When the father is absent, the son must rely primarily on the mother-son dyad as the matrix within which to find and potentiate his masculine identity. When the “father-in-the-mother” is absent or degraded, there can be a denial of difference between the son and his mother. The son may feel that sameness (to his mother) is the only acceptable mode of relating with her, that exploring their differences (e.g., his being male) is not. In the absence of a third figure or position, the mother’s psychic burdens become absorbed by the son. This situation can eventuate in the omnipotent fantasy of his being wholly responsible for (and perhaps having to sacrifice his life to) the mother’s well-being. While such a fantasy supports the child’s grandiosity, it also binds the child to his mother through the illusion of rescue, which, in turn, creates the experience of omnipotent oedipal triumph. Underlying this, as well, is the earlier experience of preoedipal guilt around the child’s desire for separation and differentiation.
That early childhood constellation accords with Benjamin’s (2002) notion of the absence of “the outward vector,” “the second other,” or a positively toned “identificatory love object.” Likewise, Parsons (2000) refers to the impossibility of structure-building in the absence of triangulation, leaving the child capable only of degrees of closeness and distance within the mother-child dyad. The importance of a third presence (internally) is prerequisite to symbolic capacity (as the child represents or symbolizes the relationship between mother and father, a relation in which he does not concretely participate).
Under these early psychic conditions and the psychic organization they can lead to, Catholicism can hold special appeal. Its beliefs and practices can be said to foster the conflation of the literal and the metaphoric, especially for those who lack a fully realized symbolic capacity. This is particularly true with regard to the sacraments, many of which are meant to transcend the symbolic. Symbols do not represent a holy act, they perform the act, as in the transubstantiation of bread and wine into the body and blood of Christ. Likewise, Catholic fundamentalism takes Mary’s immaculate conception not as a metaphor of her virgin birth, but as a concrete reality.
Thus, the spiritual culture of Catholicism, which collapses the tension between the metaphoric and the symbolic (the “as if” becoming the “is”) can also support concreteness in the work of some pastoral counselors. When engaging in sexual misconduct, transgressing priests collapse the symbolic register of the transference into the actuality of the relationship. One vulnerable priest reported that he felt responsible for his female patient’s pain, as if he had caused it, with an urgency that led him to feel he must do something to alleviate it. The urgency to act, for this priest, reflected a loss of symbolic capacity, an inability to maintain or regain emotional and cognitive distance in the face of his parishioner’s distress.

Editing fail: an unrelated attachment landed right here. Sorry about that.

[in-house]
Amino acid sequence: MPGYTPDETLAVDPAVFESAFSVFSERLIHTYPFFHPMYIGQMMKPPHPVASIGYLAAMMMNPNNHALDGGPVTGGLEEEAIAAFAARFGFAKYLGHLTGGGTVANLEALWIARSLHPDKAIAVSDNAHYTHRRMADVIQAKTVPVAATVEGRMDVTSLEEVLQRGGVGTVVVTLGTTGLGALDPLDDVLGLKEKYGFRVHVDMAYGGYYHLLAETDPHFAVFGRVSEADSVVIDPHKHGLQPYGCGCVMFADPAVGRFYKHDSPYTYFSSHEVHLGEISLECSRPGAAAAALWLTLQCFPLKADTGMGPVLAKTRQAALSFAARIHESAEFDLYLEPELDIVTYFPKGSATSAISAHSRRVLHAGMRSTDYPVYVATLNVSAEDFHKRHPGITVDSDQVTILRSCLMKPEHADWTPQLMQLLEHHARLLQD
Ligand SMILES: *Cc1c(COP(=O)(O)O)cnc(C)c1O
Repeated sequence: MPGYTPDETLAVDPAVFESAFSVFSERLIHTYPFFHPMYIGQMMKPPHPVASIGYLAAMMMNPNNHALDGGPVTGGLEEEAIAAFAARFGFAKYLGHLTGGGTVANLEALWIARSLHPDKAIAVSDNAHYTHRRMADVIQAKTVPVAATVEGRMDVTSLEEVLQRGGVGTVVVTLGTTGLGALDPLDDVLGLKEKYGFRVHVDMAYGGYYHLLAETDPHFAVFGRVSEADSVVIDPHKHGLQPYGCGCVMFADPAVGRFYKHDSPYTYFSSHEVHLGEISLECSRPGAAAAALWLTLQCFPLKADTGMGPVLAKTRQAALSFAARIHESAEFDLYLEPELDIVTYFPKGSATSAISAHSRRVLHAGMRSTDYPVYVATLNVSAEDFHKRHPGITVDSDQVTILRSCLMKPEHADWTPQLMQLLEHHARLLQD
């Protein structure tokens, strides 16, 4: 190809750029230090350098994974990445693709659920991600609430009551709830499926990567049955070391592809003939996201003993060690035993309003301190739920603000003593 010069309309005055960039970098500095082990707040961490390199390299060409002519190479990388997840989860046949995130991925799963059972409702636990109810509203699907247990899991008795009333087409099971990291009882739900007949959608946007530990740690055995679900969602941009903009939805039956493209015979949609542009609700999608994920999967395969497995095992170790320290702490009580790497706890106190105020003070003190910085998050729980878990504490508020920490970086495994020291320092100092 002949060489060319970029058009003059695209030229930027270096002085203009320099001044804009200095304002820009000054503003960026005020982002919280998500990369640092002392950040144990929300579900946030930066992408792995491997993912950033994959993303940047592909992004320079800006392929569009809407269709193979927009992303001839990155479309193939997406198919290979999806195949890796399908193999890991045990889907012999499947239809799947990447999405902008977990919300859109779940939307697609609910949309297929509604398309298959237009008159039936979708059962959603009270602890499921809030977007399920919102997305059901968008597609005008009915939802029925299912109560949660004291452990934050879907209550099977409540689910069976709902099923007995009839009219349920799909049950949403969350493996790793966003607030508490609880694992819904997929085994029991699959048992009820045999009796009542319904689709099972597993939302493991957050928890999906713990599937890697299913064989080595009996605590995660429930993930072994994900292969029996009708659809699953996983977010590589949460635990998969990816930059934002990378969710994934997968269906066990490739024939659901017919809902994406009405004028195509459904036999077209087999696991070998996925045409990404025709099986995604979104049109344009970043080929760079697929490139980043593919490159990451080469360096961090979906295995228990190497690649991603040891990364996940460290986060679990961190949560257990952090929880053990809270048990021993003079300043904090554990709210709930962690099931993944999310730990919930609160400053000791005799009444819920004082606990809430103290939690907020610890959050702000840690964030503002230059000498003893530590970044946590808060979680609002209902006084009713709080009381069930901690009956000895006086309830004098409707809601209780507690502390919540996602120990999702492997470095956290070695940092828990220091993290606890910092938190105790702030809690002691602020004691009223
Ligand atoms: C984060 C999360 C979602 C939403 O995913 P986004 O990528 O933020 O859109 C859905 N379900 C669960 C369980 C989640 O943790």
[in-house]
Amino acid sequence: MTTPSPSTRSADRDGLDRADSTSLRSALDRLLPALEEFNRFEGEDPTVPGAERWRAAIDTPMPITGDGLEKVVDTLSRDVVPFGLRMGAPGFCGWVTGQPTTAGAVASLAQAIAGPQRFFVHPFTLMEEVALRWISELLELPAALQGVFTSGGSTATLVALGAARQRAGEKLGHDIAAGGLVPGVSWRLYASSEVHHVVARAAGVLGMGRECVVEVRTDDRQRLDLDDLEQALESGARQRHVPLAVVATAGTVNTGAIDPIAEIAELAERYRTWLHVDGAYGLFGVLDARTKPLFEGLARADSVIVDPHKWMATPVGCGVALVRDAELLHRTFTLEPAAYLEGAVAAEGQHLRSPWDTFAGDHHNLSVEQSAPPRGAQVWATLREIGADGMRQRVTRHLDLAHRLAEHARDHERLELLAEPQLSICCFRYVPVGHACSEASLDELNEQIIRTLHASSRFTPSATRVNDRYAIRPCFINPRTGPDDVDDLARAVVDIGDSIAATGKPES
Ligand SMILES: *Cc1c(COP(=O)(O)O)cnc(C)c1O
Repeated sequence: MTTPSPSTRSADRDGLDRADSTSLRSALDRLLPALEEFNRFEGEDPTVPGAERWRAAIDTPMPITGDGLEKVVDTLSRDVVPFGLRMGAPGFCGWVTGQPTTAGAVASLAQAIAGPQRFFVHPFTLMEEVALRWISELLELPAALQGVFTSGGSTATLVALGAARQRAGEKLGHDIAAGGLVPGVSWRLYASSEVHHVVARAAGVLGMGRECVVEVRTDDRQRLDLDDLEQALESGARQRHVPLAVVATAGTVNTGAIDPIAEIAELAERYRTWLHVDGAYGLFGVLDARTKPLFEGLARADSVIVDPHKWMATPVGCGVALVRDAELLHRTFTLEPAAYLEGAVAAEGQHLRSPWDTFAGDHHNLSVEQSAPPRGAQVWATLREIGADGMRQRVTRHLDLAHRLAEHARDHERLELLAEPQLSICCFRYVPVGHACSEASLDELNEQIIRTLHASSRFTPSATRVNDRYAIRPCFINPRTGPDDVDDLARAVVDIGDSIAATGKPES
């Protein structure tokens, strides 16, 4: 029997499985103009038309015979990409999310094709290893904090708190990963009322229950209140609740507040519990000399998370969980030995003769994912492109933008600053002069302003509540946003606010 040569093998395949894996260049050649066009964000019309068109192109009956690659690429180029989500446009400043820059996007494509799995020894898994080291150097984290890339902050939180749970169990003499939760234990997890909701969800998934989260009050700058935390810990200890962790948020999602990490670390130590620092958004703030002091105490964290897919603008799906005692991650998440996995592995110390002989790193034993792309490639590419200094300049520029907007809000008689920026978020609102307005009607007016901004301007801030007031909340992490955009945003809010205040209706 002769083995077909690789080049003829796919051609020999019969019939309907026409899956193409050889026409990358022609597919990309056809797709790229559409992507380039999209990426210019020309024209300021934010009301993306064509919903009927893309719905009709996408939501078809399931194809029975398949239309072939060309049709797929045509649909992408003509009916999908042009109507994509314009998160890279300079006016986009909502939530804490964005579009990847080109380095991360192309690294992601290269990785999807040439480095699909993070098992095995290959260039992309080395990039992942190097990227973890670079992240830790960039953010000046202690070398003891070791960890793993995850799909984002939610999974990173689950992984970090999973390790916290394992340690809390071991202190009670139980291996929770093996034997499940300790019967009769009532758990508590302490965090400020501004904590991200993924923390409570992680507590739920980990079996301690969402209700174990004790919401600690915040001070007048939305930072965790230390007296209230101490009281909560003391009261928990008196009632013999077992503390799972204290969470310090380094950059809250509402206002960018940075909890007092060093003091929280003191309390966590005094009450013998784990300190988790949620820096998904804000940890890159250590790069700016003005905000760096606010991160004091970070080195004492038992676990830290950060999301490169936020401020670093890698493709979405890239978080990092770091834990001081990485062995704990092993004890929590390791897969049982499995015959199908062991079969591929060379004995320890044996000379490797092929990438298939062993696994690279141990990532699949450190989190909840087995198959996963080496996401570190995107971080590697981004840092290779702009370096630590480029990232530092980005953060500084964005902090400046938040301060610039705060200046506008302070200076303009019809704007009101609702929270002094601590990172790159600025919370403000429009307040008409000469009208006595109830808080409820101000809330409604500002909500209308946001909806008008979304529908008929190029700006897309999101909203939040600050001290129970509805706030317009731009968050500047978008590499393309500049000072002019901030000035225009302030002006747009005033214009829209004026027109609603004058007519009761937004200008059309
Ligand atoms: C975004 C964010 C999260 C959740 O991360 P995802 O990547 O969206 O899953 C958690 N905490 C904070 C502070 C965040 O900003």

This conflation of metaphor and actuality operates in other dimensions of Catholic theology, which are also problematic for priests with a vulnerable psychic structure. When the third vector in the mother-child dyad is an omniscient and omnipotent figure (God), ordinary paternal power can never be tested or affected. When the father figure is real (human), the son can play with and test his own potency against the father’s; the son can compete with it, aggress against it, compare himself with it, and even diminish the father’s power (Herzog, 2001). But God’s power is never diminished, nor are his limits ever felt. The Catholic priest is destined to submit his authority and power to the Magisterium and the ways in which the hierarchy already permits. (This submission may be one way, as well, that the hierarchy of the Church coincides with and encourages the internalization of anger and the tendency toward masochistic action.)
To the extent that the third represents the “outward vector” or the representation of the outside world, the mother-child dyad (lacking a viable, positively toned vector) can become a closed system. The son may feel that there is no acceptable alternative to the mother, either another woman or a man, if, for example, the degraded image is of a retaliatory, aggressive male. One Catholic priest who broke his celibacy vow in a romantic and sexual relationship with a female parishioner, said, “I was afraid to devote myself to a woman for fear I would lose her. This seemed inevitable because she might leave me or she would eventually die. I believed God might kill her because he was angry with me for betraying him … I decided to make God my primary love object … He is always there. I am never alone.”